What can aware of the teenagers about pregnancy?

  • Realistic sex education
  • Family Planning Services
  • Parents and Sex Education
  • Sex Education

What is Teenage Parenthood?

Teenage parenthood is by no means a new social phenomenon. In the past, women have tended to begin childbearing during their teens and early twenties. But during the past two decades, this has actually declined. There are several factors that contribute to the current attention focused on teenage pregnancy and parenthood. 

There is currently a large number of young women in the 13 to 19 age range so that while the birthrates are declining, the absolute number of teenagers is increasing. 

These statistics do not distinguish between intentional and unintentional pregnancies. Data shows only one in six pregnancies concluded as births following marriage, and eight in ten premarital teenage pregnancies were unintended. The declining birthrate is not consistent for all teenagers: among those 14 or younger, the birthrate is increasing. These trends are occurring at a time when contraceptives are commonly available to teenagers for avoiding unwanted pregnancy. There are a number of evidence which shows the unfavorable consequences of unintended teenage pregnancy and teenage parenthood, whether intended or not, has continued to mount.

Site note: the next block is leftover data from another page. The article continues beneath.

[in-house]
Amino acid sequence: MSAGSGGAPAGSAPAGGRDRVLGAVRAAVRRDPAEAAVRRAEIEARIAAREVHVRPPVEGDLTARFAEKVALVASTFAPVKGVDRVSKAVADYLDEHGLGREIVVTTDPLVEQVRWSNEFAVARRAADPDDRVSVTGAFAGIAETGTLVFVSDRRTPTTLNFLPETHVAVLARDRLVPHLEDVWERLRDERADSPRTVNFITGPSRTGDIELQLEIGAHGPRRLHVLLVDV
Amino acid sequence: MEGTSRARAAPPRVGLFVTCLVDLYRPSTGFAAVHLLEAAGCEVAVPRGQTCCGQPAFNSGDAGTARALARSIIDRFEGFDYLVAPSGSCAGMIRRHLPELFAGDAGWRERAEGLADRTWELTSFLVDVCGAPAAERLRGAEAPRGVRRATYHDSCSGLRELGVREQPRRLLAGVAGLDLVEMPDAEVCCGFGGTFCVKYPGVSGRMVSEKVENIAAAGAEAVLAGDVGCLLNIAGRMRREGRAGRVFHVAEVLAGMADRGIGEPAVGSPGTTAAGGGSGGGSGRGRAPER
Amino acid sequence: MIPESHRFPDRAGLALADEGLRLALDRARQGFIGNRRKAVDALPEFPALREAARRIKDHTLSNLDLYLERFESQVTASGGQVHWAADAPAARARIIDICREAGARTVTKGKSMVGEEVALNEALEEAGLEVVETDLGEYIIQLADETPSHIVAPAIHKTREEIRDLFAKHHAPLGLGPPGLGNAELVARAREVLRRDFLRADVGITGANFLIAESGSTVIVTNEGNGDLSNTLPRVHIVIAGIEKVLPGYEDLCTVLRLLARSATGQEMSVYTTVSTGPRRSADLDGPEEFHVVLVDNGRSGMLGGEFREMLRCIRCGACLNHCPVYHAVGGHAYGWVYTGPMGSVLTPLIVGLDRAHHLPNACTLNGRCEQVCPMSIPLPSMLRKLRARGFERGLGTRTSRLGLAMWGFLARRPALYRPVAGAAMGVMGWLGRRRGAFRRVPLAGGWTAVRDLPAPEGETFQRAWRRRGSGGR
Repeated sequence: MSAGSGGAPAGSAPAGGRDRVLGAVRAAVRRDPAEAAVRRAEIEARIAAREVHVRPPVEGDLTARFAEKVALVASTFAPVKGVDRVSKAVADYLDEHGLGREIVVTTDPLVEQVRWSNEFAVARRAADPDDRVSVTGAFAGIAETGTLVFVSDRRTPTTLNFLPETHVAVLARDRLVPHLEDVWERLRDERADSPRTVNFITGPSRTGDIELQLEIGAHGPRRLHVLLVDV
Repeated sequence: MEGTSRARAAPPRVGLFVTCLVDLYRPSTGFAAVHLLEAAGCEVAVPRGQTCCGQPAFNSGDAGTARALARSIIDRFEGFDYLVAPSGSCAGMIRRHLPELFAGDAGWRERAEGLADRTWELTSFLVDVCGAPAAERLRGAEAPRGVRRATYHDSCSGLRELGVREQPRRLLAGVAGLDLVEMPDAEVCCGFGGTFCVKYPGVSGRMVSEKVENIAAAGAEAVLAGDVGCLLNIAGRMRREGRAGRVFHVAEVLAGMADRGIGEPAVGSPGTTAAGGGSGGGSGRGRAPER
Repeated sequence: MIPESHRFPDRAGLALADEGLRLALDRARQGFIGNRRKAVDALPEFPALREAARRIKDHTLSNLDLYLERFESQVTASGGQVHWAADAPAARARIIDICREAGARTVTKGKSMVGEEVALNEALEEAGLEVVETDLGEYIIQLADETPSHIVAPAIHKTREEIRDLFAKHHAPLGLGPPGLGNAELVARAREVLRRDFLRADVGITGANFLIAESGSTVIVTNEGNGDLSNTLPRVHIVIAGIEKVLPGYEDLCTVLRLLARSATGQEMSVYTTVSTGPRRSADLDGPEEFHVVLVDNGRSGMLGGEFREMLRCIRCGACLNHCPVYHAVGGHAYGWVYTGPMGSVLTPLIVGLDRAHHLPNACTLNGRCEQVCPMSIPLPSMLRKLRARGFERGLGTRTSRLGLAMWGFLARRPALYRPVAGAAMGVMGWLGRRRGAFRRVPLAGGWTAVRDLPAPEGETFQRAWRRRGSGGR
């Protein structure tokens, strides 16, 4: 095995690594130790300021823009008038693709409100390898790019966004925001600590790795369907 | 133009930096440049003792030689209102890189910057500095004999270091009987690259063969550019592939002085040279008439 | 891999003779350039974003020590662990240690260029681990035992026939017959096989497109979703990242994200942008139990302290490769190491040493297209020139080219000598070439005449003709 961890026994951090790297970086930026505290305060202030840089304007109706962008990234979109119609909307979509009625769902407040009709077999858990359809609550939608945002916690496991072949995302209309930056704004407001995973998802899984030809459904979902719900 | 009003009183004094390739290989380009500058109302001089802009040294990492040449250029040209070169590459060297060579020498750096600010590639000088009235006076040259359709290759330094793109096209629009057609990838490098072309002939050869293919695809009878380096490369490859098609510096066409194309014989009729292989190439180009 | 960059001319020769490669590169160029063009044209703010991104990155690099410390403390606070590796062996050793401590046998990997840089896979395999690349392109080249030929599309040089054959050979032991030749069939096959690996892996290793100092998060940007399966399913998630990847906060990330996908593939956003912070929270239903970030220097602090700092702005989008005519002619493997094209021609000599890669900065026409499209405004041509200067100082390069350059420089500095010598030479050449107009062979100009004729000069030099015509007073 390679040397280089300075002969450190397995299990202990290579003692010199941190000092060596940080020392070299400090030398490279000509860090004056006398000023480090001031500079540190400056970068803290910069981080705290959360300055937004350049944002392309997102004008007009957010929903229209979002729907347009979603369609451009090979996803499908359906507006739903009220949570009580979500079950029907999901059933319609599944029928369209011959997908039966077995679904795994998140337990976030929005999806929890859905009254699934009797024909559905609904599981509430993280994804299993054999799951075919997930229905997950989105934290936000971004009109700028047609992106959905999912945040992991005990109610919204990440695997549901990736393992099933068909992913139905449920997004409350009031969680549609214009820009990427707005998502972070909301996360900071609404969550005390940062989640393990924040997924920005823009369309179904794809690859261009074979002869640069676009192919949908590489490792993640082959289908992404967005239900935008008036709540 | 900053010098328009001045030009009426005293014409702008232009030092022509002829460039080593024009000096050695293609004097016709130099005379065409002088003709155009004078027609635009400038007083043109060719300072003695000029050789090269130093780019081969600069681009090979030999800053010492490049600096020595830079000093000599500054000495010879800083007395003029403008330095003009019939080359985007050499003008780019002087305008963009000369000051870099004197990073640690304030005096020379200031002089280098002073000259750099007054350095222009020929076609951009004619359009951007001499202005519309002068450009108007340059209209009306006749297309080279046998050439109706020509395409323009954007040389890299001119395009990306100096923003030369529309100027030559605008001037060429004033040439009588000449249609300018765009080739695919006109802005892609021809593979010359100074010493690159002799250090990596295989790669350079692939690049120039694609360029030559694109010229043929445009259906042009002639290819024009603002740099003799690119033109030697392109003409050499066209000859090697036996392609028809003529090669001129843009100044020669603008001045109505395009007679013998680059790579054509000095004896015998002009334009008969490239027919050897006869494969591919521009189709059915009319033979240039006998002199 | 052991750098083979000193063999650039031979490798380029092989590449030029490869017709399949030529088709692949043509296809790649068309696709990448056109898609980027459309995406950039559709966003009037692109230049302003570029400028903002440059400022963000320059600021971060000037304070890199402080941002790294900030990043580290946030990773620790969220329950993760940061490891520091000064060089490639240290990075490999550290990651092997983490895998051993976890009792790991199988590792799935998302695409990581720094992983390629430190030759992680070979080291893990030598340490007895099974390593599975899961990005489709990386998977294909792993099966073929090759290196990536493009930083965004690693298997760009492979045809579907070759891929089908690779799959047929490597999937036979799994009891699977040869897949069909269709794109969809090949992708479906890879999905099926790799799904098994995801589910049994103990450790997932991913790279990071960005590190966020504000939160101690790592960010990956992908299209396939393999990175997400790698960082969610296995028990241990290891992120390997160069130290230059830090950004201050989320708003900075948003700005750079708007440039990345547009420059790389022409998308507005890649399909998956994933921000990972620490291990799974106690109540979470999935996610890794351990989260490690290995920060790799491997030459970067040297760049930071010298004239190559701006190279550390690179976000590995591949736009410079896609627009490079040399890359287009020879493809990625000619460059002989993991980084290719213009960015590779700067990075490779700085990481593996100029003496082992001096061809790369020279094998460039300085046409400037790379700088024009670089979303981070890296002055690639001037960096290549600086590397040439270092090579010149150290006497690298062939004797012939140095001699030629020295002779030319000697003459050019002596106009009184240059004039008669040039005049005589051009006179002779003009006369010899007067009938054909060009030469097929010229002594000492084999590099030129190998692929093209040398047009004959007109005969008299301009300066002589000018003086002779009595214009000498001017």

How much is the Teenage Pregnancy Rate?

The number of pregnancies increased among teenagers in all age groups during the 1970s, but among those who were sexually active, the pregnancy rate has been declining. Because of increased and more consistent use of contraceptives by teenagers, the rate of pregnancy among them has been increasing more slowly than their rate of sexual activity. Although the number of teenagers who are sexually active increased by two-thirds over the period of the 1970s

          Of those who had realized they could get pregnant, the major reason given for not using a method was that they had not expected to have intercourse. Some fraction of people who did not practice contraception because they were pregnant, the overwhelming majority were pregnant unintentionally. Many said that they had wanted to use a method but “couldn’t under the circumstances,” or that they did not know about contraception or where to get it. 

Relationship to Pregnancy

relation- teenage pregnancy

The relationship between pregnancy and contraceptive use is dramatic: a large group of sexually active teenagers who have never used a method have experienced a premarital pregnancy, compared to a small group of people who have used a method inconsistently, some of them who have always used some method (including withdrawal), and a negligible amount of those who have always used a medically prescribed method (the pill, IUD, or diaphragm). 

Sex Education & Religion

The subject of sex education remains a divisive one. On one side are those who argue that peoples should learn to accept adolescent sexuality and make guidance and birth control more easily available, On the other side are those who contend that sex education is up to the parents, not the state, and that teaching children about birth control is tantamount to condoning promiscuity or violating family religious beliefs and values.

Sex Education in The Schools

Only a handful of states require or even encourage sex education, and fewer still encourage teaching about birth control or abortion. Most states leave the question of sex education up to the local school boards. Only a minority, however, provide such instruction.